The Japanese Neo-Dadaist Makes a Slow-Mo Splash
A paean to eternal themes of love, sacrifice and the enduring pull of the creative process, Zachary Heinzerling makes his filmmaking debut with Cutie and the Boxer, a meditative observation of painter and boxer Ushio Shinohara. This exclusive sequence, shot on a Phantom camera, shows Ushiro pummeling the glass ‘canvas’ with affecting vigor. The former enfant terrible moved to New York from his native Japan in 1969 in search of international recognition that has never quite materialized. In the Sundance-fêted documentary, Heinzerling captures the Octogenarian and his long-suffering wife and de facto assistant Noriko preparing for their first joint exhibition: Ushio will present a selection of his ‘box paintings’––Jackson Pollock-inspired abstractions created by hurling paint-covered boxing gloves across a massive canvas, and Noriko, a showcase a series of witty illustrations entitled “Cutie and the Bullie,” which satirize their turbulent 40-year-old marriage. “Ultimately, my goal was to absorb the audience in the raw spirit and beauty that emanates from the couple,” explains Heinzerling. “To open a door onto the creative and very private world where the rhythms of the Shinoharas’s lives play out.” The result is an intimate tapestry of a challenging partnership, cemented by a bond that transcends their various artistic and financial impediments.
Cutie and the Boxer hit cinemas in the US this weekend, and will premiere in Europe November 1.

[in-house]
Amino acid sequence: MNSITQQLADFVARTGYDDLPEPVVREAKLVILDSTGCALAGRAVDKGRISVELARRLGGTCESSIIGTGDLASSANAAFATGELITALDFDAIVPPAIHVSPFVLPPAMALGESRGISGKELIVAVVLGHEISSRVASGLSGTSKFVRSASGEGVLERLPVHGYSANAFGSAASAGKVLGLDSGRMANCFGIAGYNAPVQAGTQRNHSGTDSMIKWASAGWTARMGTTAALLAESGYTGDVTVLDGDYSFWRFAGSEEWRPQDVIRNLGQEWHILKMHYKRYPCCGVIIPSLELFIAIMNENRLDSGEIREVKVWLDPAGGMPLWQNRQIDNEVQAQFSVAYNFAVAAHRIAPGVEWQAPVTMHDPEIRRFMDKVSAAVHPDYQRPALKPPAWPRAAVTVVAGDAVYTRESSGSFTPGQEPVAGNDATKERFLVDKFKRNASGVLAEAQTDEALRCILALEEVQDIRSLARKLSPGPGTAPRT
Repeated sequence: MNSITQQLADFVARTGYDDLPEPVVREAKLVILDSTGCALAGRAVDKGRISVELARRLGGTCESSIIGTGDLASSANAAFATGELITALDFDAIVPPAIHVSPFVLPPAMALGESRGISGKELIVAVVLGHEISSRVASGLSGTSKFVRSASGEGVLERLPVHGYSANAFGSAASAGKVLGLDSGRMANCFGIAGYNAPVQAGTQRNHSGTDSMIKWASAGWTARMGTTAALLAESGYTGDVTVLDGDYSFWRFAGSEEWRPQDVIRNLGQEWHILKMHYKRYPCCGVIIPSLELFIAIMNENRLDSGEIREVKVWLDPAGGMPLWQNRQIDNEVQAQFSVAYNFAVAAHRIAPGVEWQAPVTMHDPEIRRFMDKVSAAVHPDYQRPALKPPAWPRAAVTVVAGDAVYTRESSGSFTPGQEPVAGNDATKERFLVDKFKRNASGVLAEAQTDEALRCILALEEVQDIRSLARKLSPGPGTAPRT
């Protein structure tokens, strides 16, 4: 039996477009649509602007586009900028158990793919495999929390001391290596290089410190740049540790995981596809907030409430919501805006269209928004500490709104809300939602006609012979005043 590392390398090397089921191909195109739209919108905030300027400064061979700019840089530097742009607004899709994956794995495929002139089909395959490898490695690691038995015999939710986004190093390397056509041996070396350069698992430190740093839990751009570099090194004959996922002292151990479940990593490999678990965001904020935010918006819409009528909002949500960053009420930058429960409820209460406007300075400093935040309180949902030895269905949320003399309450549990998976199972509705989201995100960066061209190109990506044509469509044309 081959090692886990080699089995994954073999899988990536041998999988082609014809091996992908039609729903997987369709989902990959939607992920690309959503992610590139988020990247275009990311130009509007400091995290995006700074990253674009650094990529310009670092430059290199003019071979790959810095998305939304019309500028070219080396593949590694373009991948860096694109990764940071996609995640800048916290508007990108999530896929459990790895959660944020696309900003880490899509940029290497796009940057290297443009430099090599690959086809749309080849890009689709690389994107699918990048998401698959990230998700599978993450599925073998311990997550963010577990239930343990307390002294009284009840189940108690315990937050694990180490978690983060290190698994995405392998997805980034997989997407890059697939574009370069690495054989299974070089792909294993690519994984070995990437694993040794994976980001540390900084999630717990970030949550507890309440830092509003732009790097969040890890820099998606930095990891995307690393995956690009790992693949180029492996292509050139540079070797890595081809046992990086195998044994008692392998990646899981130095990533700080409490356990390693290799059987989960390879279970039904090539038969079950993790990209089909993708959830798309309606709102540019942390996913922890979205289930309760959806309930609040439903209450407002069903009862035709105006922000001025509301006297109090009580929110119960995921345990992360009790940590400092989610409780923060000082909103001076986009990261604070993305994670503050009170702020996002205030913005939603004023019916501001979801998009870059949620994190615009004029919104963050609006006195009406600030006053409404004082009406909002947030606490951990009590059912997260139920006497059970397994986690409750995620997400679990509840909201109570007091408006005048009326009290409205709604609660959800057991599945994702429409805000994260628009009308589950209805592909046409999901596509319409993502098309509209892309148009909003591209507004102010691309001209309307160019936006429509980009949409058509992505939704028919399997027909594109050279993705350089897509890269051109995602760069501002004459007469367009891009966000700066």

A New Film Captures the German Impasto Master at Work with His Squeegee
The notoriously secretive creative process of reclusive German artist Gerhard Richter is exposed in filmmaker Corinna Belz’s new fly-on-the-wall documentary, Gerhard Richter Painting. Belz spent three years as an observer in Richter’s Cologne studio capturing mesmerizing footage of the artist producing his radical abstract works. As we witness him mixing layer upon layer of bold primary colors, smearing the wet paint with a giant squeegee and scraping at the surfaces of the canvases, Richter’s masterpieces appear before our eyes. “You get the feeling the paintings are staring at you,” says Belz, who met the painter while filming his vibrant pixelated stained glass window for the Cologne Cathedral. “There’s a physicality to Richter’s paintings. I wanted the viewer to become immersed in the subtly suspenseful cycle of the process.” Belz’s poetic film coincides with Richter’s 80th birthday and a major retrospective at London’s Tate Modern spanning five decades of his varied work.
Christian Larson's Industrial Seduction for the Icelandic Outfit’s New Album